Divorce is complicated. Between navigating parenting plans, dividing assets, and all of the emotion that comes with this process, there are probably a thousand things on your mind. Retirement assets can be among the largest during a divorce, so dividing them requires a thorough process. When it comes to retirement benefits and divorce, for those who have filed for divorce, there are a few different approaches to navigating these circumstances. If you are currently facing divorce and navigating your retirement benefit situation, here are some thoughts to keep in mind to help this process run smoothly.
Each divorce is different and no solution is one size fits all. At Seattle Divorce Services, we see many parties who agree to each keep their own personal retirement benefits and take advantage of other assets to balance out the division of property. Typically in divorce, we don’t divide each asset. Instead we make “piles” on each side in hopes of ending with relatively equal division of assets. For example, we may give assets 1 and 2 to one party, 3 and 4 to the other party, and divide up asset 5 in order to make both parties relatively equal.
However, not all couples have adequate retirement plans. In some cases, one spouse has been counting on their spouses retirement benefits for a long time. In the case of retirement benefits and divorce, if one spouse has a lesser plan or none at all, there are many ways to ensure that person is not left without something to count on after retirement. If an arrangement where each spouse gets their own retirement plan and assets are otherwise equally divided will not work, some other options are listed below.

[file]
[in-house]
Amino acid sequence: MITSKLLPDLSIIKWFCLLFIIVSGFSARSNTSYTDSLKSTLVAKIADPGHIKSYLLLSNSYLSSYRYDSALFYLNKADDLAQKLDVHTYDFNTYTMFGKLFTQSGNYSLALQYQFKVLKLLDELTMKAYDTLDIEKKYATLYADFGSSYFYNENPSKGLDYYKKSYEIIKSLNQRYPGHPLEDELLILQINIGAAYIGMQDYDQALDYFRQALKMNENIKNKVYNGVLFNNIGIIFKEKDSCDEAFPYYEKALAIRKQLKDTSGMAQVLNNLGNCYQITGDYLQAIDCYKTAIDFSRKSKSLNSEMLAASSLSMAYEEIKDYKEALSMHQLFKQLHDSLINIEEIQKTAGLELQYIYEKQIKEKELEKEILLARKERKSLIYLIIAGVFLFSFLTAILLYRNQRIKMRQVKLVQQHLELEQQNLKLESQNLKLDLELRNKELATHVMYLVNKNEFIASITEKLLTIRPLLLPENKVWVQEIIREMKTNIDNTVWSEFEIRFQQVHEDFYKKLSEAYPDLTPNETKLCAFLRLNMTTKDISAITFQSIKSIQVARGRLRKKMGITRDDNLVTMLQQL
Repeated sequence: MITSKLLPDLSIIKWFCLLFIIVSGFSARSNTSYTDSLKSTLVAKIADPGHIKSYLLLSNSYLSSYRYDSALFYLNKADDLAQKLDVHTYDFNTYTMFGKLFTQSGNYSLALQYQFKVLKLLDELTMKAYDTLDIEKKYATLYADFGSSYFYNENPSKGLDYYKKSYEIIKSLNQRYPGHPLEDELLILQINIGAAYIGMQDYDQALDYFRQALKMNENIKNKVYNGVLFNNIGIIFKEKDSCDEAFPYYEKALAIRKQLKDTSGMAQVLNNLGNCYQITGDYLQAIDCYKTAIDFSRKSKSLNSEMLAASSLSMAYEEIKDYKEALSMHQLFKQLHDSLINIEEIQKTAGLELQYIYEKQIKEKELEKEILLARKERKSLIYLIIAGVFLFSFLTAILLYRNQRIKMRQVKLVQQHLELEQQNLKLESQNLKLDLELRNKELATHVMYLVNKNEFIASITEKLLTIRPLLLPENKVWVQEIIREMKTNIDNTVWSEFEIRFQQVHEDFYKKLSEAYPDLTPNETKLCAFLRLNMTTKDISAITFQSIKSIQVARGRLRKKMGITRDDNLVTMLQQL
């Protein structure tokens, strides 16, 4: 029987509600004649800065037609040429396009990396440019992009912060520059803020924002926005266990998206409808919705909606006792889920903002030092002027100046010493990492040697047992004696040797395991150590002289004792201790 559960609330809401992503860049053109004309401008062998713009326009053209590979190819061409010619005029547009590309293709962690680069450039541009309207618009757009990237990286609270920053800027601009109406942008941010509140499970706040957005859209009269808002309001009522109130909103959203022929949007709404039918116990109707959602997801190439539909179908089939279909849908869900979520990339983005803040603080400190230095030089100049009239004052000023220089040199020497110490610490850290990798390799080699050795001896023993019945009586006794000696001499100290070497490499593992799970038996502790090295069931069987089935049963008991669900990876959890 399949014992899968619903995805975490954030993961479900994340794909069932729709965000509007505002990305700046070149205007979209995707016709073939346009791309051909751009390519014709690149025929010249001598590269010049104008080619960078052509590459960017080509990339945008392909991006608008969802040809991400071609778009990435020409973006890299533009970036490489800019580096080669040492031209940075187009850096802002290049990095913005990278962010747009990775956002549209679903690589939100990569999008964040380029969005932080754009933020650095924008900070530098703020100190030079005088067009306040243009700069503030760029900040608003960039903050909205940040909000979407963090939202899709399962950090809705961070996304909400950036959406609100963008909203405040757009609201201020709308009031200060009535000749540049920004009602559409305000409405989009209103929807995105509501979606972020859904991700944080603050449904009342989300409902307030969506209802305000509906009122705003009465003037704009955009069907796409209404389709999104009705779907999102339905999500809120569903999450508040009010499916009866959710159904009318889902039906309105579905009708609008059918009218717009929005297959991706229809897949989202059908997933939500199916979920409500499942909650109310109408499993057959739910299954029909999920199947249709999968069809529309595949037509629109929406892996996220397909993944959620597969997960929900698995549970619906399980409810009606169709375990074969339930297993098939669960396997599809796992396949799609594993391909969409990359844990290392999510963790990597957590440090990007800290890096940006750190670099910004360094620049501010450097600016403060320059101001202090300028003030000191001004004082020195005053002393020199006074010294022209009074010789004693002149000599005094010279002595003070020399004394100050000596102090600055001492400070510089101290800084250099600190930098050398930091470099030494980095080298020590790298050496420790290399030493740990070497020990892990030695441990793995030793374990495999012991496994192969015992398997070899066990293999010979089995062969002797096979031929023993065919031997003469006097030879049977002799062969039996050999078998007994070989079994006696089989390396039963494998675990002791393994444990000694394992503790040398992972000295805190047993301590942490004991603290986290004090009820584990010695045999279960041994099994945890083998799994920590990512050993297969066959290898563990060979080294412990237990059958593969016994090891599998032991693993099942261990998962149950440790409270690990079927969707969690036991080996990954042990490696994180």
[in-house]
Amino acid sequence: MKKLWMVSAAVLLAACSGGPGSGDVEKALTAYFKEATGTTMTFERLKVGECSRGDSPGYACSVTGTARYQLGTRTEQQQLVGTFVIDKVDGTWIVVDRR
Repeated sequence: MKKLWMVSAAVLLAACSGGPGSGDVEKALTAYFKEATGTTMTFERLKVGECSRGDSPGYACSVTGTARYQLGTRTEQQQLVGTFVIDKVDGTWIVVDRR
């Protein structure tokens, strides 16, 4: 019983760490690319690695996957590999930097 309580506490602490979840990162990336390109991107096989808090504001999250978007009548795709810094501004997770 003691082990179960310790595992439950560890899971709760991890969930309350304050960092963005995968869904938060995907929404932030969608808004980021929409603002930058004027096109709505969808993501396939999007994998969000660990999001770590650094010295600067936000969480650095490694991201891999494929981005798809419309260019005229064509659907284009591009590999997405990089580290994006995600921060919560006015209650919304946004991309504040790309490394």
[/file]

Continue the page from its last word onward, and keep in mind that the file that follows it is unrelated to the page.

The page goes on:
The U.S. Department of Labor defines a Qualified Domestic Relations Order (QDRO) as an order that “creates or recognizes the existence of an alternate payee's right to receive, or assigns to an alternate payee the right to receive, all or a portion of the benefits payable with respect to a participant under a retirement plan, and that includes certain information and meets certain other requirements.”
Essentially, this type of solution is helpful when only one party has a significant retirement plan. If this is the case, you can use a QDRO to divide income when each of the two parties reach retirement. This arrangement typically divides a retirement plan and puts part of it in each person’s name. This means some people may end up with retirement plans for companies they have never worked for!
Social security is another form of retirement financing, however it is quite different from a QDRO arrangement. The Federal law states that social security benefits are unable to be divided among two parties. In some cases, one spouse may have a social security entitlement that is based on their former spouse's employment. If that is the case, that spouse may accept that benefit if it is greater than that which they would receive based on their own individual work history.
Additionally, in certain cases one party can order the other’s spousal support to be paid from that individual's social security. Regulations vary by region and circumstance, so you should seek legal advice to navigate this situation.
Finally, it's important to note that retirement benefits and divorce vary from state to state. For example, Washington State considers retirement benefits to be community property. This means they are subject to division in divorces in this state. Each state has its own specific regulations, so understanding those in your state is a great place to begin this process.